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Will Vladimir Putin or Barack Obama ultimately benefit most from the crisis in Ukraine? Most pundits are betting on the former. The Russian president has pulled off a bravura display of ruthless guile in seizing control of the Crimea, while his American counterpart has looked limited. Obama’s critics have naturally attributed Putin’s aggression to U.S. weakness. But Obama may emerge as the final winner. more

Diplomatic Fallout: U.N. and OSCE May Offer Least-Bad Options in Ukraine

By Richard Gowan
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The Ukrainian crisis has aroused an ugly array of thugs, from the snipers who fired on protesters in Kiev to pro-Russian biker gangs. But numerous multilateral organizations have been implicated too, from the EU, G-8 and U.N. to the Organization for Security and Cooperation in Europe. A political settlement will involve a messy mix of these organizations. That may at least be preferable to victory for the thugs. more

Diplomatic Fallout: Putin’s Failure in Ukraine Could Worsen Syria Crisis

By Richard Gowan
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The Ukrainian revolution and Syrian rebellion appear to be on different trajectories. President Bashar Assad maintains a brutally tenacious hold on power, while his Ukrainian counterpart, Viktor Yanukovych, was forced from the capital, Kiev, last week. Assad may view Yanukovych’s humiliation as proof of the need for utter ruthlessness against his opponents. But the two men’s fates remain intertwined. more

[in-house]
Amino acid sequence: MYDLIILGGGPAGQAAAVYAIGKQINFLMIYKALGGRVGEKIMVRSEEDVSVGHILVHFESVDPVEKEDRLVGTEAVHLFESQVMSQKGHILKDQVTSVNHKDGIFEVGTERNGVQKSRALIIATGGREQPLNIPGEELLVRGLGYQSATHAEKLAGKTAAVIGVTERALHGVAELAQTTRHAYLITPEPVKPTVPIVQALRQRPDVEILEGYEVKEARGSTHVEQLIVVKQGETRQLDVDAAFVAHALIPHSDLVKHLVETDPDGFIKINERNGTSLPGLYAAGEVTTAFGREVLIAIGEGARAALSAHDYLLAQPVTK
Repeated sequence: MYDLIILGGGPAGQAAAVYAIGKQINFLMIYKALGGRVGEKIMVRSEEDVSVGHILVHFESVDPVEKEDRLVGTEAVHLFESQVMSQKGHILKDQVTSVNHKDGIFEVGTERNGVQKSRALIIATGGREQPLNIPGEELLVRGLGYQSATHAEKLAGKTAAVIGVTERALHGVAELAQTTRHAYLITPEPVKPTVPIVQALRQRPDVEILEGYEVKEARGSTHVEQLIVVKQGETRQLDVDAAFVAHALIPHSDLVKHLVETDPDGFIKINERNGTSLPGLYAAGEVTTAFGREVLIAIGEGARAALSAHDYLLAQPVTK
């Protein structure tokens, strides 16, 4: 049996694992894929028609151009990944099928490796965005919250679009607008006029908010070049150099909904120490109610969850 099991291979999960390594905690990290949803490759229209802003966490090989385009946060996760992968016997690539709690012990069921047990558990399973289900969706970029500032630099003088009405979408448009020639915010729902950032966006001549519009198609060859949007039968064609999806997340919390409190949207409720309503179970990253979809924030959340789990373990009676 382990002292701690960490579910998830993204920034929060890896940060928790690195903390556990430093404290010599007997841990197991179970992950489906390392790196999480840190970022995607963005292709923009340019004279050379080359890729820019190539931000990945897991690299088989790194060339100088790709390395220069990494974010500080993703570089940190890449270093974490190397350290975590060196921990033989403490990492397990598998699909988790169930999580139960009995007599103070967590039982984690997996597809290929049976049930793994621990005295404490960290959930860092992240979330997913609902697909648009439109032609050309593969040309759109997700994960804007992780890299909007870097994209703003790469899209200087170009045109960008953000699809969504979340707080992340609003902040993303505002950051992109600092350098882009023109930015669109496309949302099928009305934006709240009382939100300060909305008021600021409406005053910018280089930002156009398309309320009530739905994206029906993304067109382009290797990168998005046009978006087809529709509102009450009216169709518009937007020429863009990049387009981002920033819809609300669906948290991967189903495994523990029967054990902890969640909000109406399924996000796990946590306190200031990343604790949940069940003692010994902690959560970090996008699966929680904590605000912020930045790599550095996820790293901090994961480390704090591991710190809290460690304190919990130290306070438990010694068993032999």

Diplomatic Fallout: Why Nuland, U.S. Prefer U.N. to EU in Ukraine

By Richard Gowan
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Foreign affairs specialists snickered last week after an unknown source released a recording of U.S. Assistant Secretary of State Victoria Nuland saying, “F**k the EU.” Judging by the recording, it was merely the sort of bad language that diplomats use every day in private. The truly striking aspect of the leaked tape is not Nuland’s dismissal of the EU but her apparent enthusiasm for working with the U.N. more

Diplomatic Fallout: Crisis in CAR Continues to Divide Western Powers

By Richard Gowan
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Few would deny that the Central African Republic has endured a hellish breakdown of basic order. But is this a humanitarian disaster to be stopped through rapid military action? Or is it a case of a failed state that demands a long-term effort to rebuild state capacity? Or could it morph into the next front in the war with radical Islamists? The crisis is becoming a Rorschach test for international policymakers. more

Diplomatic Fallout: Africa Still Matters to EU Defense Cooperation

By Richard Gowan
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Last week, the EU approved plans to send up to 1,000 troops to the Central African Republic, with Estonia the first EU member to make a firm pledge of ground forces to the mission. Other eastern EU members including Poland and the Czech Republic are also reportedly considering participating. This diplomatic maneuvering says more about the state of European defense cooperation than African affairs. more

Diplomatic Fallout: International Crisis Diplomacy on the Defensive, Part II

By Richard Gowan
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Optimists argue that the international community is better at dealing with mass atrocities than it was two decades ago during the Rwandan genocide. Yet recently the consensus in favor of international engagement has delivered underwhelming results. International actors have developed numerous tools to deter such violence since 1994. They are increasingly frustrated by the failure of these tools to work. more